• Notes can be left blank
    • Enter the Captcha as shown into the box provided, then click Whitelist

    A message should appear indicating the whitelisting has been completed for the IP used for your connection.

  • edited November 5 Posts: 1
    I also had this same problem in the beginning and used this firefox add-on with great success https://addons.mozilla.org/addon/cloudhole/. To me it just seems better than going to a website and basically asking permission each time you browse (admittedly I haven't used the website route at this point.)
    Post edited by Aronin on
  • edited November 5 Posts: 112
    Aronin said:
    I also had this same problem in the beginning and used this firefox add-on with great success https://addons.mozilla.org/addon/cloudhole/. To me it just seems better than going to a website and basically asking permission each time you browse (admittedly I haven't used the website route at this point.)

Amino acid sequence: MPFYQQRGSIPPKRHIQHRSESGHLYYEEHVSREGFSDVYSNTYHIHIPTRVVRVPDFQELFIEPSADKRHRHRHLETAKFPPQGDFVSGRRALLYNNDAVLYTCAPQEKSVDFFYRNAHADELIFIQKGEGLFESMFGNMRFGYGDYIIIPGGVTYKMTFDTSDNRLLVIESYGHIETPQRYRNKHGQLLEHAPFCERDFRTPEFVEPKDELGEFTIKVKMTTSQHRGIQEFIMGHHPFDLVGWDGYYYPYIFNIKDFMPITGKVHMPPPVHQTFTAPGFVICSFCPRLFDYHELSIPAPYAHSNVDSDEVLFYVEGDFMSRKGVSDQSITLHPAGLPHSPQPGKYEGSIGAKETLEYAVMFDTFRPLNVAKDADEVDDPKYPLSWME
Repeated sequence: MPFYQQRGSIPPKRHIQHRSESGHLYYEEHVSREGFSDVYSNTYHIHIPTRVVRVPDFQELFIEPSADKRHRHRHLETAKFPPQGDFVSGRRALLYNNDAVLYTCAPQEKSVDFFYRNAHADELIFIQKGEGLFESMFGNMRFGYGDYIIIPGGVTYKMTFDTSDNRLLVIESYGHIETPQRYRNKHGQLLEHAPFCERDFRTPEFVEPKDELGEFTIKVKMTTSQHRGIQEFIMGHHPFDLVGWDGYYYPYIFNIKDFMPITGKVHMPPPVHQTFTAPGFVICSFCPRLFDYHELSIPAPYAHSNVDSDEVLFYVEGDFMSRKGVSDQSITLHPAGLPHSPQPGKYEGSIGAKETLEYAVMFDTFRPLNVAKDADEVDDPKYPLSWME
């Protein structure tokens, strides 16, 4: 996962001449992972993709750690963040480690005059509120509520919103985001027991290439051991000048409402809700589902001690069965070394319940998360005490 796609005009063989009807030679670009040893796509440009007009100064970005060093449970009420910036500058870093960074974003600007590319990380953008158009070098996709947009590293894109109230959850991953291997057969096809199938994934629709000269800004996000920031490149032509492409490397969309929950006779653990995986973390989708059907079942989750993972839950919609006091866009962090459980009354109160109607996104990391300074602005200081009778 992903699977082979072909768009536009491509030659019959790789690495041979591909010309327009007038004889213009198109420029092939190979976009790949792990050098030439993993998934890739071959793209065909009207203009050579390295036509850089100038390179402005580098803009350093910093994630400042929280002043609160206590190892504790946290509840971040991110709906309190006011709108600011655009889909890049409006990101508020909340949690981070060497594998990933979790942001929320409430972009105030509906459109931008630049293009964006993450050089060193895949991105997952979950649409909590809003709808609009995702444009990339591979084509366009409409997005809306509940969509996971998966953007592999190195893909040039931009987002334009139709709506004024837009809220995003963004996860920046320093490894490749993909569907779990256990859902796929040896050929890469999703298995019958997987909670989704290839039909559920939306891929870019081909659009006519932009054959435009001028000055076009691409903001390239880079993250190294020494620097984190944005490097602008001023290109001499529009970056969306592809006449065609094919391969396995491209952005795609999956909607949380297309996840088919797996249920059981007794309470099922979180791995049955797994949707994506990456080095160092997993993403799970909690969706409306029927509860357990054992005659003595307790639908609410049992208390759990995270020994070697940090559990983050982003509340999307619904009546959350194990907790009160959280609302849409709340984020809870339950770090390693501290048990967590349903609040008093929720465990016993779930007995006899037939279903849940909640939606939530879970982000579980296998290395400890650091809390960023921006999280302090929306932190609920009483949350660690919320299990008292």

As I understand it, this convenience does have a price, of allowing perfect tracking and even deanonymizing of your traffic.

    If you are using Tor for example, instead of Cloudflare seeing numerous indvidual, unrelated traffic from different exit node IP addresses, you'd be willingly providing identification to prove all those different activities from different IPs are just you on Tor. This is an important point to consider when assessing the usefulness of such a tool.
    Post edited by sn0wmonster on
  • Posts: 389
    Aronin said:
    I also had this same problem in the beginning and used this firefox add-on with great success https://addons.mozilla.org/addon/cloudhole/. To me it just seems better than going to a website and basically asking permission each time you browse (admittedly I haven't used the website route at this point.)
    As I understand it, this convenience does have a price, of allowing perfect tracking and even deanonymizing of your traffic.